Managing a child’s tech access across homes
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Managing a child’s tech access across homes

On Behalf of | Dec 1, 2021 | Child Custody |

Determining what electronic devices your children are old enough to have and what kinds of apps and sites they should be able to access can be difficult decisions for any parent. However, if you’re a divorced parent sharing custody, you may also have to deal with a co-parent who is either more lenient or restrictive than you. What can you do to help protect your child while avoiding conflicts with your ex?

If the two of you can agree on at least some things, like whether your child is old enough for a smartphone and whether there should be parental controls on their internet access, that’s a start. However, what if you can’t agree on anything?

If you’re the one who wants more restrictions than your co-parent, explain your reasoning. If they see that it’s because you’re concerned about your child’s safety, what images they’re exposed to, and their self-esteem, for example, they’re less likely to see what you’re doing as a power play.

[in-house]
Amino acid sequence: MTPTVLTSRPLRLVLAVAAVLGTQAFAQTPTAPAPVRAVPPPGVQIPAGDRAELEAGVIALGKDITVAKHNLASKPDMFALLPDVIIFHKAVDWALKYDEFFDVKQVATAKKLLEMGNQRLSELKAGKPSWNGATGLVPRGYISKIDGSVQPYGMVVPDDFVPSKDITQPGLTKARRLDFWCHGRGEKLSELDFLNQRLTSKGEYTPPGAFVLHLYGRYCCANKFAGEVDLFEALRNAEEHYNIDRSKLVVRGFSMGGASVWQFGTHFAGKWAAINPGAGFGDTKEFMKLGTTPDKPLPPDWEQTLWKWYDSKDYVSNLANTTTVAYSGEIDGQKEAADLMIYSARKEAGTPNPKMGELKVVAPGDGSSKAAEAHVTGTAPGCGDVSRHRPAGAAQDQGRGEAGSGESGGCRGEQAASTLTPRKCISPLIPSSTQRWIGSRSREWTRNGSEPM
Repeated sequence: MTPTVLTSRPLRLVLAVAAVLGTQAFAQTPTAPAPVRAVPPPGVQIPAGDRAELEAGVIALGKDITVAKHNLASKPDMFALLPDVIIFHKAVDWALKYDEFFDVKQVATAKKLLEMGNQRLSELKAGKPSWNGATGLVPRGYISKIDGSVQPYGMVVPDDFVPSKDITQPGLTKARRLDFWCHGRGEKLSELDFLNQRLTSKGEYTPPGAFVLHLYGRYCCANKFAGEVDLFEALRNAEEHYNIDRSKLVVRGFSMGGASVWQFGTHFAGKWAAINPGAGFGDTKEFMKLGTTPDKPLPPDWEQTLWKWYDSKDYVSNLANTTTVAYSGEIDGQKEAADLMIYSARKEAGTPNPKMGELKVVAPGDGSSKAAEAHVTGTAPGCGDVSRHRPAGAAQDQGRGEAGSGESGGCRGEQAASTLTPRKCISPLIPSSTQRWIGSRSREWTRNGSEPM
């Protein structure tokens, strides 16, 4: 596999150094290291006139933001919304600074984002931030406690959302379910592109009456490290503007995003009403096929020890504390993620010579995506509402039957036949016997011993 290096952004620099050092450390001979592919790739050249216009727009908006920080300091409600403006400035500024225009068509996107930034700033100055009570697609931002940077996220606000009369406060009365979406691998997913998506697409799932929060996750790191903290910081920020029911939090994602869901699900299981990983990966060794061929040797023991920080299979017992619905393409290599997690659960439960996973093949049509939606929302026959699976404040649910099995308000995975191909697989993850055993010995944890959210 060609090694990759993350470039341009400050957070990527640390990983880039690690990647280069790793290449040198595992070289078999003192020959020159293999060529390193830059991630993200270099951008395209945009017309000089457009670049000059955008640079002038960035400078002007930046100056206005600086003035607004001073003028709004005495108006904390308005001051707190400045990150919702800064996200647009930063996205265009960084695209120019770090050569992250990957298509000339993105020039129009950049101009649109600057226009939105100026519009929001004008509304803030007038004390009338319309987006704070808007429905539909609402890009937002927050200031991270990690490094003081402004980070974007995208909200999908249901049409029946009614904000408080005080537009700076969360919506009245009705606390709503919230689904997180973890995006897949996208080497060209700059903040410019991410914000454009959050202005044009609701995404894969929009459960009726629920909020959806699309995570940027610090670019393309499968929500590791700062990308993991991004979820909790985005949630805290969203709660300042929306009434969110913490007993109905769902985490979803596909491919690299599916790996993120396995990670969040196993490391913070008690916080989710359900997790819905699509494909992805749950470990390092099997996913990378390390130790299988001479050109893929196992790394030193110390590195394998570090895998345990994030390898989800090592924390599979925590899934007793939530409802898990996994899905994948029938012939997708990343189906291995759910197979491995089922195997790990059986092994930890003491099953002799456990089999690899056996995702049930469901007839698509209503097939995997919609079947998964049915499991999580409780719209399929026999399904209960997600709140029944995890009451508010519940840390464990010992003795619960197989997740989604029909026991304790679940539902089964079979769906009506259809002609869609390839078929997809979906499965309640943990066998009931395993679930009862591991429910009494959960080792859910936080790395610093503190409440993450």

Focus on what you can control

If you and your co-parent can’t agree on restrictions, then focus on what you’ll allow in your home. Unless your ex is allowing your child to look at porn, gamble online or do something else that’s a danger to their safety or well-being, that’s really all you can do. While it’s best if kids can have consistency across homes, they can also learn to follow two sets of rules.

That means you have every right to take your child’s phone, iPad or other devices while they’re with you if you don’t believe they should be using them. Just be sure that you’re still allowing them to communicate with their other parent while they’re with you.

If you’re still working out your parenting plan, you may want to include some provisions regarding technology if your child is approaching or already at the age where they have some access. This can give you a chance to communicate about the issue before it gets to be a battle across homes. If you already have a parenting plan but you believe this is an area that warrants some additions, you can seek to modify your plan. It’s wise to have some legal guidance as you do this.